How Late is Lake Louise Open?

Lake Louise is a natural setting and doesn’t have set open and closing hours. The lake is accessible all day and night, though it’s best to visit during the day. It’s worth noting that attractions and things like the Icebar at the Fairmont will close down come night time.


History of Lake Louise


Historical Chalet Lake Louise

Interestingly enough Lake Louise was originally named Emerald Lake by Tom Wilson leading an early survey party in 1882. The name didn’t last long because in 1884 it was named after Alberta’s Governor General’s wife Princess Louise, Duchess of Argyll. The name Emerald Lake then shifted to the nearby lake of Emerald Lake 39 km away from Lake Louise where the name did stick.

In 1890, Cornelius Van Horne a Canadian Pacific Railway manager built a large one-story log cabin on the shore of the lake. The small cabin was called the Chalet Lake Louise and he would accommodate just 50 guests in its first year. Over the next two decades, the hotel saw several upgrades and by 1912 it had drawn in 50,000 visitors. The beauty was drawing in major public figures and the hotel quickly expanded to a luxury property by 1920 earning the name of Hollywood of the North.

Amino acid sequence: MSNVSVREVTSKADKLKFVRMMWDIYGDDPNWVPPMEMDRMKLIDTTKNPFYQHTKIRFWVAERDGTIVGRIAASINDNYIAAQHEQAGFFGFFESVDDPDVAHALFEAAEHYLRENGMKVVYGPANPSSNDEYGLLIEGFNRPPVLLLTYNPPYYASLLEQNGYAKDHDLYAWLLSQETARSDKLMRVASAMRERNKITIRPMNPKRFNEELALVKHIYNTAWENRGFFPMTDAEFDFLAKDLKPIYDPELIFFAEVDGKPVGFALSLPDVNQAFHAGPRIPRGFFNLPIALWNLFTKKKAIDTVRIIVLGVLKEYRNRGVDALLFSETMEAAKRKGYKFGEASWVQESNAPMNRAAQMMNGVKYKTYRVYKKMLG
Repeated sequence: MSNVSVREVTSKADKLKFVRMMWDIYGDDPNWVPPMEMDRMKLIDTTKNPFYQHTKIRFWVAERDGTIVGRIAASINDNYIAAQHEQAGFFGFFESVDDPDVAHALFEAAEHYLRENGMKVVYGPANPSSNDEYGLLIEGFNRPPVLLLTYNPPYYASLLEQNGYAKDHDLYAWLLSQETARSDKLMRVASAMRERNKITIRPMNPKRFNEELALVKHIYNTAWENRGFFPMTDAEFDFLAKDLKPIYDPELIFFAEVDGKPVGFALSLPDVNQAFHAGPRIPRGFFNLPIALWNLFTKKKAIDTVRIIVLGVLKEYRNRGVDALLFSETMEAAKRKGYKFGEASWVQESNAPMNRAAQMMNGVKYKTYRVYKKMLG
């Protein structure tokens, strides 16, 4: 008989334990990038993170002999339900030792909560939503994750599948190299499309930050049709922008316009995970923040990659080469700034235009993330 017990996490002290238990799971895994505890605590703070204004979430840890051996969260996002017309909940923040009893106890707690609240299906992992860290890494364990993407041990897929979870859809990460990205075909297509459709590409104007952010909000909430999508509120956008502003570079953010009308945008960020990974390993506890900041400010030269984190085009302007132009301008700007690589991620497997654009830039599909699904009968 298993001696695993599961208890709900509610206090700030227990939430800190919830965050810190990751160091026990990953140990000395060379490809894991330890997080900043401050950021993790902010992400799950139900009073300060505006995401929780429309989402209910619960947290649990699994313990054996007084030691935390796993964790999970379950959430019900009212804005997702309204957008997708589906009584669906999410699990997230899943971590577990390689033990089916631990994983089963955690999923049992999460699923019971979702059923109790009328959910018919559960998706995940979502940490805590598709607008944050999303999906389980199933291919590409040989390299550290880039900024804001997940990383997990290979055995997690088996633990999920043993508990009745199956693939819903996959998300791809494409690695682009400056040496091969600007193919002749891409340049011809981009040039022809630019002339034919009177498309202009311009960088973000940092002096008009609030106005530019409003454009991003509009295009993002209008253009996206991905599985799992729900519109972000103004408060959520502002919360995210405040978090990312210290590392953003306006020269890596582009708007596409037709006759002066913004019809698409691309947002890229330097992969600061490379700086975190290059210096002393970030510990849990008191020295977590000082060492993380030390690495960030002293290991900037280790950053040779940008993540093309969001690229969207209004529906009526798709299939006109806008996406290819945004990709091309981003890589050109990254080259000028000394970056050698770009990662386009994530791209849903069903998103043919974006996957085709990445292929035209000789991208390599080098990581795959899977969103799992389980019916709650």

Historical Mount Lefroy and Mount Victoria

Mountaineering in North America and Canada for that matter is closely tied with Lake Louise, and Banff National Park. In fact, in 1897 the first mountaineering death in North America occurred on Mount Lefroy. You can get great views of this mountain on the Plain of Six Glaciers hike. The mountaineering death spurred the Canadian Pacific Railroad to hire Swiss mountaineers to help with the safety of visitors hoping to mountaineer in the park.

Over the years more mountaineers would follow and the Swiss impact on the Canadian Rockies can be seen to this day. Many restaurants around Banff serve up fondue, mountaineering is a popular hobby for locals, there are two teahouses that serve hikers around Lake Louise, and a series of alpine huts are managed by the Alpine Club of Canada. The Swiss mountaineers would also have a major impact on bringing the sport of skiing to the forefront in the Canadian Rockies which eventually opened up Lake Louise to winter tourism and a year-round destination.


So Then When Is The BEST Time To Visit Lake Louise?


Lake Louise

As you can see, Lake Louise is a year-round destination. It’s such a spectacular part of the world that it’s never a bad idea to visit. In the winter months, you can enjoy sleigh rides, ice skating, ice climbing, skiing, and snowshoeing. While during the summer you’re spoilt for activities and the views are spectacular. Since the lake is fed by Glacier melt it’s water level and color changes based on temperatures.